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Loops & Decisions in PHP – The ABC’s of PHP Part 8 Page 2

By PHP Builder Staff
on May 13, 2009

1,2,3 hey look I’m counting
The second statement in our journey is the “for
loop, the whole purpose of which is to repeatedly do something
until a given condition is true. In some ways it’s kind of like
a repeating “if” statement as shown in the example

    print $counter . "n";

At first glance this looks very complicated, but if we take it
apart bit by bit, you’ll see it suddenly makes a lot of sense:
  • For( – The statement start
  • $counter = 0; – Set the default start value of our counting
  • $counter<10; – The decision part that decides when to
    stop, translated into =’if’ speak “if $counter is less than 10
    keep going”
  • $counter++) – What to do to update the control variable (In
    this case add 1) =(we covered ++ and – in maths &
So, as you can see the loop contains 3 parts, an initialization
part, a when to stop check, and an update part, all together
providing you fine control over how many times something
What if I don’t know in advance how many there is going to be?
That’s a perfectly valid question. You can’t always know in
advance how many of a given count there are going to be, or even
where that count will start.
For this reason we have the while and do-while loop operators,
and just as they sound by their names, they keep performing a
given task until something is true, eg.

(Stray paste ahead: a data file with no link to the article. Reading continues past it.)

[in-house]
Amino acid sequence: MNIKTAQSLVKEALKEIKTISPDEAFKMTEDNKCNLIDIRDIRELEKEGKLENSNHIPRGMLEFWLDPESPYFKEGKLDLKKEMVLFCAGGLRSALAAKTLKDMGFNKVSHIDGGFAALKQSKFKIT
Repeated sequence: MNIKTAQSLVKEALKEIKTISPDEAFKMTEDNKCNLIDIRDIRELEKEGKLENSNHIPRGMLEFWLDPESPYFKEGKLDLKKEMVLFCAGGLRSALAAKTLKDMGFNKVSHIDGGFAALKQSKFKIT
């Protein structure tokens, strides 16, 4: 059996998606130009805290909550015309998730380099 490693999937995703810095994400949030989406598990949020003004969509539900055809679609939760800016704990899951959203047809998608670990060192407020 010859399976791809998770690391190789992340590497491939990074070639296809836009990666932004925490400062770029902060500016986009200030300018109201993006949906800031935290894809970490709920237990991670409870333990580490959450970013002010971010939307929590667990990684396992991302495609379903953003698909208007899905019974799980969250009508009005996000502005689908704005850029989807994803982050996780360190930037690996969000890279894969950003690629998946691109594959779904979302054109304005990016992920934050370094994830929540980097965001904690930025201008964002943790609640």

$stop = 0;
while($stop != 1)
  Print "Still runningn";
  $stop = someFunctionThatReturns1or0();

Again, the layout is very simple. In the brackets we have a
decision in exactly the same way as in an ‘if‘ and
yes you can group using && and || too, and then we have a block
of code inside our curly brackets, that keeps going until our
fictitious function returns a 1.
While can check anything you like in exactly the
same fashion, EG:

  $line = getNextLine();
  while($line != "peter")
    $line = getNextLine();

The while loop will keep calling “getNextLine
until the contents of $line are equal to peter.
NOTE: the “getNextLine” and
someFunctionThatReturns1or0” calls are for example
only, so don’t just cut and paste them, they won’t work because
they don’t really exist.
Do-while is a reverse version of
while, and anything in the curly braces will be
executed at least once before the check to stop is encountered.
Using our example above:

    $line = getNextLine();
  } while($line != "peter");

As you can see, the first thing this does is prevent us from
having to load our variable the first time, because we know that
the code will run at least one time, which while
loop you use will depend on exactly how your program logic is to
We covered the most commonly used control statements here, but
there are other controls available in the language, such as
switch‘ and dare I say it (Shudders at the
thought) ‘goto‘, which in mine and probably most
professional programmers minds should never have been invented
in the first place. There are also a couple of variations on the
standard if statement that I’ve not covered. As always refer to
the PHP manual’s section on control statements at https://phpbuilder.com/manual/en/language
and experiment with the others. I
would also strongly recommend reading the user submissions in
this section, even if you haven’t in any of the others, some of
the tips and shortcuts in this section show some extremely cool
tricks that make PHP come alive.
Until next time
Don’t get stuck in a loop.